Agile portfolio management:
An empirical perspective on the practice in use
This research examines the application of agile project management to project portfolios within large organisations. Qualitative data was drawn from 14 large, northern European, organisations operating in the financial, telecommunications and government sectors. The information was analysed, with reference to existing theoretical frameworks, to identify the characteristics, challenges and benefits of an agile approach in practice.
What does the paper cover?
Agile project management originated in the management of software projects and is typically a bottom-up approach. Teams working in this way are led by the requirements of the projects themselves and, developing considerable autonomy, bring them to completion through a process of regular communication, iterative and overlapping practices, and a flexible approach to workload and resources. This paper looks at what happens when an organisation seeks to apply an agile approach more widely. It examines how agile approaches interface with more traditional methods of project portfolio management (PPM) and identifies both the challenges and the benefits of the agile approach.
Taking as their reference points three frameworks developed since 2007 – by D Leffingwell, J Krebs and J Vähäniitty et al., the authors conducted an empirical study to explore how agile methods work in practice.
They obtained data from 14 organisations – all with more than 250 employees, at least one IT project portfolio and at least three software development teams – which were already applying agile methods. The organisations had differing structures, sectors (financial, governmental and telecommunications) and locations (the Netherlands, Germany and Sweden) and had been applying agile methods for different lengths of time (up to 10 years). Collectively, they yielded 30 candidates at different levels of management who provided around 1,600 hours of recorded commentary, obtained through structured interviews.
The candidates’ comments were classified under four broad thematic categories: process, people, organisation and technology. The largest and most complex category was process, with which a number of challenges and benefits were associated.
The research analysis looked at the application of agile methods across four ‘domains of practice’ in the management structure, from grassroots project management (operations), up through portfolio management (prioritisation and coordination), to the senior level (strategy).
Projects using the agile approach were found to make use of iterative feedback practices, such as regular and frequent stand-up meetings for timely communication and adaptation, and they employed a ‘backlog’ technique, whereby self-organised and largely autonomous teams ‘pulled’ their work from a list prioritised by management at portfolio level.
At the potentially more complex level of PPM, it can be difficult to splice established methods with more agile approaches. To resolve this tension, some organisations had developed a hybrid approach, for example combining the traditional PPM method PRINCE2 with the iterative agile Scrum framework, or with their own framework. One organisation used ‘Scrumban’, a hybrid of Scrum with the Japanese-originating Kanban approach.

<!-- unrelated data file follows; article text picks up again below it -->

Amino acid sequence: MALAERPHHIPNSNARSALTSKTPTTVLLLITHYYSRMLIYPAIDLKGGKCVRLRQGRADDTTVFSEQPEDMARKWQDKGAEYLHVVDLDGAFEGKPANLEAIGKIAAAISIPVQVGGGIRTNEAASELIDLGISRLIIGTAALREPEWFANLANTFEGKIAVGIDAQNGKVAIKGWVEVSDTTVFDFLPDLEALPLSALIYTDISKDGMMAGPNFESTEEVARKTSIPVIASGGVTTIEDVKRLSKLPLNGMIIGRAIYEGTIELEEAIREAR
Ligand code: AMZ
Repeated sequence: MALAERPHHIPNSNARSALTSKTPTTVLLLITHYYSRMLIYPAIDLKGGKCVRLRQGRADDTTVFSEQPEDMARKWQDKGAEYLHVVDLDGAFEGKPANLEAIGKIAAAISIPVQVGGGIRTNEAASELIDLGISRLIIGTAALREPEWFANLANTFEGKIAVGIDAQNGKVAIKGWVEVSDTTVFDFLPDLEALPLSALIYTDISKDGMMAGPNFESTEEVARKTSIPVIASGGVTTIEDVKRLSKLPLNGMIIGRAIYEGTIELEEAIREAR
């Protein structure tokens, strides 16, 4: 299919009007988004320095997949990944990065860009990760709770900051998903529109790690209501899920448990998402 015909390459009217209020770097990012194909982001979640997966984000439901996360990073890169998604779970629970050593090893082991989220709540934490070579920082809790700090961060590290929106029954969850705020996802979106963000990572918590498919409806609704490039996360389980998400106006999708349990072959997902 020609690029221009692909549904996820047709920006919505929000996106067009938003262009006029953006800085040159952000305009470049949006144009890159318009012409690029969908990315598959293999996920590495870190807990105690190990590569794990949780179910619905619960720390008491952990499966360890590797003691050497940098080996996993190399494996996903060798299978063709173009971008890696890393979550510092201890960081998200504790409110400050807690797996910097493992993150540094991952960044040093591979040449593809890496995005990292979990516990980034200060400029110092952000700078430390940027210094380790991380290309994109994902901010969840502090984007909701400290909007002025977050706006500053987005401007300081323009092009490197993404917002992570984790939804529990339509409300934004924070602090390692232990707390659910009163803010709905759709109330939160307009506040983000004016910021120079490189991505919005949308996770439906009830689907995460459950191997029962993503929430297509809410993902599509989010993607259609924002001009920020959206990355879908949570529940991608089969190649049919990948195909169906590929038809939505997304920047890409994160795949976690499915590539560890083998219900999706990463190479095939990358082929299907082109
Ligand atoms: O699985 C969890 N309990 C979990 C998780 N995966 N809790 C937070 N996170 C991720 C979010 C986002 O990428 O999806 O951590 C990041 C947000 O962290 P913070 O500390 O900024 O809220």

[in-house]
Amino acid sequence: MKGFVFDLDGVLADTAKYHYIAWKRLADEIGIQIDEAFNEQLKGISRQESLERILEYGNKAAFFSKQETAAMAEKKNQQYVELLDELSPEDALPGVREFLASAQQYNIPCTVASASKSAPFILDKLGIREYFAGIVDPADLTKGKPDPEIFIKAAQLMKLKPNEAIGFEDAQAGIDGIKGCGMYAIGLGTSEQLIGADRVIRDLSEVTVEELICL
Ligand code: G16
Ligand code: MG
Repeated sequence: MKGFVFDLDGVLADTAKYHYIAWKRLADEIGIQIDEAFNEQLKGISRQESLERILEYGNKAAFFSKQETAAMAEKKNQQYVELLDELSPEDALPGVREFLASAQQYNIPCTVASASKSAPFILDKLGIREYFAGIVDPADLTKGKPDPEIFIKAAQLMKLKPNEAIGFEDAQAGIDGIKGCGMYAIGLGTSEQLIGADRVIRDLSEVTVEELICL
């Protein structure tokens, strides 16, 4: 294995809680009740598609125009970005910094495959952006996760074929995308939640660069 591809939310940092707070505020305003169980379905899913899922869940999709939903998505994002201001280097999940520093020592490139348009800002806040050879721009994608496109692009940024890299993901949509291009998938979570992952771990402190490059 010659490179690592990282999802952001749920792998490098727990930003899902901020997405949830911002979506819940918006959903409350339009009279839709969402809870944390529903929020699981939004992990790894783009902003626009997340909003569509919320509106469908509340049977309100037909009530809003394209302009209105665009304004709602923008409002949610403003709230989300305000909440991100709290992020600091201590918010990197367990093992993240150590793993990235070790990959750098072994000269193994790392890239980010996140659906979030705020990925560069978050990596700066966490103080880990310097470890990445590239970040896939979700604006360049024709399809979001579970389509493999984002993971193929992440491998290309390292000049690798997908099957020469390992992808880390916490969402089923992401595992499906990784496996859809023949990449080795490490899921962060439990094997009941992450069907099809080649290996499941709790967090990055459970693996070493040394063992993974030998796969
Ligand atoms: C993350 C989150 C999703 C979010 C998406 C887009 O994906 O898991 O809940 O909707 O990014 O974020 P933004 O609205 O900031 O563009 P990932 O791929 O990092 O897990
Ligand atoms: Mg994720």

At portfolio level, practices perceived as agile included scaled-up versions of some project-level techniques, such as ‘strategic backlogs’, frequent direct communication and collaboration between teams (for example, software engineers collaborating with system engineers when rolling out new software), and frequent portfolio reviews (in recognition that an annual review cycle is insufficient to adapt to time-sensitive demands). Other potentially agile practices included having a single portfolio (for a more integrated approach to projects); grouping additional initiatives within a portfolio (to achieve transparency and avoid conflicting demands on resources – or ‘invisible’ projects that drain resources); and maintaining dedicated project teams for software development (to enable continuity and efficient resource allocation). ‘We assign work to teams, not teams to work’, said one interviewee.
Challenges in the implementation of agile processes included difficulty in aligning them with existing processes, lack of commitment at senior level, and the need for a different approach to resource allocation (fewer projects at a time, enabling greater focus). These, however, were significantly outweighed by the advantages, which included greater alignment to customer needs, greater transparency for planning purposes, and improved cooperation and efficiency.
In accordance with the literature, the many benefits of implementing agile processes included greater alignment to customer needs, greater transparency for planning purposes, and improved cooperation and efficiency. Closer interaction across management domains was perceived, by contributors to the study, as the biggest benefit of agile working. However, in relation to the strategic domain, the ‘agile practice’ of strategic commitment was consistently absent or lacking. Some senior managers appeared to have misgivings about greater autonomy at grassroots level, and in 13 of the organisations agile approaches were not treated as a matter of strategic importance. Interviewees with positive experiences of agile methods perceived lack of strategic commitment as the main stumbling block.